Mathew Jonson Her Blurry Pictures (Crosstown Rebels)
Mathew Jonson likes his techno rippling, rubbery, and slightly bent — full of gracefully arced melodies, twanging analog timbres, and crisp, swinging drum machines — and over the past dozen years the Canadian producer has become a master of rearranging those elements into entrancing new configurations. Sometimes it hasn't been easy to tell where his signature becomes a formula. His debut album, 2010's Agents of Time, riffed on his favorite themes in a way that often made the new tracks seem like tangents sprung from old ones, and not always productively. But here, those forking paths lead back to the source of what makes Jonson tick. Her Blurry Pictures is silkier and milkier than anything he's done before (with the exception, perhaps, of "When Love Feels Like Crying"). He's eased up on the Middle Eastern melodies and tamped down the edges of the funk, resulting in gracefully corkscrewing percussive fugues and shimmering trance states. It sounds like he's cruising on autopilot, in the best way — fluid, futuristic, and effortless.
Jordan GCZ "Crybaby J" (Off Minor Recordings)
Off Minor is a new label from Juju & Jordash's Jordan Czamanski; he kicks it off with a release under a new alias, Jordan GCZ. The name's a minor mouthful — "Geeseezee" doesn't exactly roll off the tongue — but the music is anything but difficult, especially when compared to the duo's exhilaratingly contorted 2012 album, Techno Futurism. It's deeply nostalgic, from the Moroder-inspired bass line to the aching, Blade Runner lead; by the second listen, it sounds like a song you've known forever, and that's no knock against it. The bass line wraps unevenly around the beat in a way that keeps you from settling in too comfortably, while the keening lead offers weightless emotional transport to another dimension, and those soft, sunrise pads ascend like an ecstasy-glazed stairway to infinity. If "Crybaby J" is a self-portrait, let's hope he never turns his back on his sensitive side. Pass the tissues.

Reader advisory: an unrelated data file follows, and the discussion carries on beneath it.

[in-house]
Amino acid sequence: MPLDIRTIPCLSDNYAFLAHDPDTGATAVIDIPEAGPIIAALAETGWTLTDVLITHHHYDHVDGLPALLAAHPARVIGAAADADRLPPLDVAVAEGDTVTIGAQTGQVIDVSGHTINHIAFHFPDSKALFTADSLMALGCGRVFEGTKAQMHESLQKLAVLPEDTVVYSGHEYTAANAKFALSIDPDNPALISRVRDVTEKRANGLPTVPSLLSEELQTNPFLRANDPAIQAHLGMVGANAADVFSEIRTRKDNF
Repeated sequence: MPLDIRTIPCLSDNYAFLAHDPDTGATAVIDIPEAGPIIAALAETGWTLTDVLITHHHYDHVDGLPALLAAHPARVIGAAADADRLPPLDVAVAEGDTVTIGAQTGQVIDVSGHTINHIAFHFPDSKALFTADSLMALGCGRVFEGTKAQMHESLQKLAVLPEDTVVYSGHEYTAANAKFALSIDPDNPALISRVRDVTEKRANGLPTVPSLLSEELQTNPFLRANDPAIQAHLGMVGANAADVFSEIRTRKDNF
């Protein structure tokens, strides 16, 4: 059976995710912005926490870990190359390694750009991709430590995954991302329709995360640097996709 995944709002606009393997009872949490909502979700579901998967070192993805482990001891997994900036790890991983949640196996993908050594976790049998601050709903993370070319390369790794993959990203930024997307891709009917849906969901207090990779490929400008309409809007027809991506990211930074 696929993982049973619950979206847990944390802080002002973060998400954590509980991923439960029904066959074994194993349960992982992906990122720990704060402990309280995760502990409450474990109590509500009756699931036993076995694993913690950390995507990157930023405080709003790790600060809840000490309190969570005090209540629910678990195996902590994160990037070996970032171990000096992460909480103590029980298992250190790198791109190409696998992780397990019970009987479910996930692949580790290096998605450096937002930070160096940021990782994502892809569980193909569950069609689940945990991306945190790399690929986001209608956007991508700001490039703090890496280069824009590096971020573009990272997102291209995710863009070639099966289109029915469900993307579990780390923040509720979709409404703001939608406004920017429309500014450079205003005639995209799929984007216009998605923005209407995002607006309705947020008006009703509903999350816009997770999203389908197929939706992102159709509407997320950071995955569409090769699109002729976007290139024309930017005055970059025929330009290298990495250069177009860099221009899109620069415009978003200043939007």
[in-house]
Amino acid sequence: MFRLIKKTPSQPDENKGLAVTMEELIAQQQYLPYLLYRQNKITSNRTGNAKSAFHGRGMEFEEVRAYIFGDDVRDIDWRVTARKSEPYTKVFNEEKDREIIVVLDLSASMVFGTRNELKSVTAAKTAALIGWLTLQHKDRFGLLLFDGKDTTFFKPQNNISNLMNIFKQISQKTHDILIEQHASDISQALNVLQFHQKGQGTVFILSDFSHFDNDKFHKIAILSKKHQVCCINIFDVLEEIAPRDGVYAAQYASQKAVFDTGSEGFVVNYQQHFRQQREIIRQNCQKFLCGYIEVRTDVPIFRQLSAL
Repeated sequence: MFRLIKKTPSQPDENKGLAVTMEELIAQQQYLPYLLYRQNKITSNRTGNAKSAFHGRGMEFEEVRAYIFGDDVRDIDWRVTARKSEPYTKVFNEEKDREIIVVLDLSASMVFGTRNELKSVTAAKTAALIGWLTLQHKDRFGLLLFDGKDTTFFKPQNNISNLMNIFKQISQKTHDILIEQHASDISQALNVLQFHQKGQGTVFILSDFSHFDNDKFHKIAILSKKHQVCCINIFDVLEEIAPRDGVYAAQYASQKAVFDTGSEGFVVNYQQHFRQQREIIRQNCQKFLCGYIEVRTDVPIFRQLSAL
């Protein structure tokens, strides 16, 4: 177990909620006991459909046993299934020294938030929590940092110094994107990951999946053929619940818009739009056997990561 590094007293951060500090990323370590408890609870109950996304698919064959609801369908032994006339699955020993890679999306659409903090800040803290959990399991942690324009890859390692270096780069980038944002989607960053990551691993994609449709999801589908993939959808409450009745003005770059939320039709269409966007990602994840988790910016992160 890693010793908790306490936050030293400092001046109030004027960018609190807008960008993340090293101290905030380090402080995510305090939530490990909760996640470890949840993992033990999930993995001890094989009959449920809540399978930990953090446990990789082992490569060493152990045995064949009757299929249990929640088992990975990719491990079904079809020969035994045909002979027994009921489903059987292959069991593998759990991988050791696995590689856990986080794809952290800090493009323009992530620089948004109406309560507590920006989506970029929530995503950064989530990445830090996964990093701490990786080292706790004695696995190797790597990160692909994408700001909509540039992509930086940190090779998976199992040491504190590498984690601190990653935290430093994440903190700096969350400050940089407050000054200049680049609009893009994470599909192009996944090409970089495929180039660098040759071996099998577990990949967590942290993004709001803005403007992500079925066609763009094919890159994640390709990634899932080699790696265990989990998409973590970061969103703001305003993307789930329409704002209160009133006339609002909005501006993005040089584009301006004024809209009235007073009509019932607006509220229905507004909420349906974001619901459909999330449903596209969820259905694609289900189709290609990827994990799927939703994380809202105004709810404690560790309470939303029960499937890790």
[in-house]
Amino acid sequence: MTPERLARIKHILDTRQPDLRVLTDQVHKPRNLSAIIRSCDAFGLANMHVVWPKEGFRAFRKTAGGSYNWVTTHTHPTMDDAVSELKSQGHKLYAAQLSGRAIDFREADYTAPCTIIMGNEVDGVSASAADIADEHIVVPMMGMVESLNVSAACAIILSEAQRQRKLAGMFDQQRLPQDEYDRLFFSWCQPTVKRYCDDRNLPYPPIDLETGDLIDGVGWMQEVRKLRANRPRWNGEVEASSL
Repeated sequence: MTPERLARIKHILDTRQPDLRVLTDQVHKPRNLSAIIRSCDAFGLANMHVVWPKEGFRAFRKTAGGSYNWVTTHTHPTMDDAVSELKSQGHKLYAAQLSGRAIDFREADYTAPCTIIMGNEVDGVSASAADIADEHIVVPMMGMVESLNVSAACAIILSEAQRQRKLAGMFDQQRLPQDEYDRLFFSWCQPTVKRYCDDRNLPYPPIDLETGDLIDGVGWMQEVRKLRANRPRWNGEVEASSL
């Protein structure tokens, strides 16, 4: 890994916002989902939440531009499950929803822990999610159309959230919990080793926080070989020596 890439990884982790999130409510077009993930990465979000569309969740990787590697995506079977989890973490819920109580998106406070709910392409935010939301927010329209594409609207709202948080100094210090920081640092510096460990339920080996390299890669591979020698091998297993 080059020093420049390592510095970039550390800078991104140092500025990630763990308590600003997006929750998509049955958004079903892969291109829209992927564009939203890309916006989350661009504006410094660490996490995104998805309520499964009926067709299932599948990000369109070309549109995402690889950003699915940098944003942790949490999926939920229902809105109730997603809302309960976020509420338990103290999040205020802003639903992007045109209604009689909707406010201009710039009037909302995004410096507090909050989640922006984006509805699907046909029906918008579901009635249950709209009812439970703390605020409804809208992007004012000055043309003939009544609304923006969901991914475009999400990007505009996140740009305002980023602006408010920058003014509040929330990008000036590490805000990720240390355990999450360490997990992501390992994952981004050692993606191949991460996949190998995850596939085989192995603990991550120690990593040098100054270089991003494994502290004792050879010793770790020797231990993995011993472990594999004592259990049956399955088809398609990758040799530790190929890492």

Slackk Failed Gods EP (Local Action)
Speaking of crybabies, how about that Slackk? That might sound like an odd characterization for a grime producer who makes tunes like the crashing, clanging "Shogun Assassin," one of the six cuts on his new EP for Local Action. Distorted snares, gun-cocks and gunshots, wild flanging and phasing — it's as brutal as grime gets (and would make a pretty great battle soundtrack for Game of Thrones). "Algiers" is almost ahedonic, summoning the same kind of nervous numbness as Wiley at his iciest. But other cuts on the record strive for almost soap-operatic levels of breast-beating emotion: "Empty Bottles" sounds like the saddest video-game soundtrack in the world, and "Silk Robe" applies trap-rave kinetics to a New Age healing ceremony. "Room Made Vague" is an airy Sino-grime koan, all skeletal beats and open-ended tones, while "Jackpines" is a beatless contrapuntal miniature that makes no secret of its weepy disposition. (A release date should be announced in the next week or so, pending approval of the record's test pressings.)
The Durian Brothers / Ensemble Skalectrik, Split Series #22 (FatCat)
The Durian Brothers are up to their usual tricks on the latest EP in FatCat's split series — which is to say, some very unusual tricks indeed. The members of the Düsseldorf trio use sequencer, effects, and prepared turntables (at least one member is also a part of Institut Für Feinmotorik, a group that sources all its sounds from "empty" turntables prepared with rubber bands, paper clips, etc.) to sculpt wild, polyrhythmic fantasias. There's less of the thumping kalimba that used to give their music its resemblance to a dubbier, freakier Konono No. 1, but "Unterirdisch" still looks to Africa for inspiration, with faint echoes of highlife and even Kenyan "dry" guitar. "Angstbirne" whirls like a twister through North African and Middle Eastern tones, and "Staatsqualle" finds them at their most abstracted, with scratchy, loping grooves underpinning misty, tremulous drones.
On the other side, Ekoplekz's Nick Edwards adopts his Ensemble Skalectrik alias and stakes out a position somewhere between Cabaret Voltaire, Philip Jeck, and Demdike Stare for four tracks of improvised play with loops, samples, and humid, skunky effects. He takes in haunted dancehall ("Winslow"), dot-matrix dementia ("Outer Phase"), and DMT-fueled jungle ("Powertranz"), while "Pharos Groove," which SPIN is premiering below, is a comparatively laid-back journey into sandblasted nyabinghi. It's a brilliant pairing: the artists complement each other like two sides of a very tarnished coin.
Lone, "Airglow Fires" (R&S)
Lone's new single, "Airglow Fires," is expansive as hell, billowing with choral pads, DX chimes, and jazzy chord stabs that thumb their nose at the rhythmic grid. As far as I can tell, it's actually an eight-bar progression, but it saunters all over the beat in a way that makes it exceptionally hard to parse; better to just give yourself up to its whims. (That incredulous vocal sample, "What?," is in there for a reason.) But beneath the trickiness, the whole thing boils down to something much simpler: A delivery device for a single sound. It's just one note in that swinging, stumbling bass line, but it positively leaps from the speakers every time it's played, threatening to swallow up everything in its path and reducing subwoofers to a trembling mess.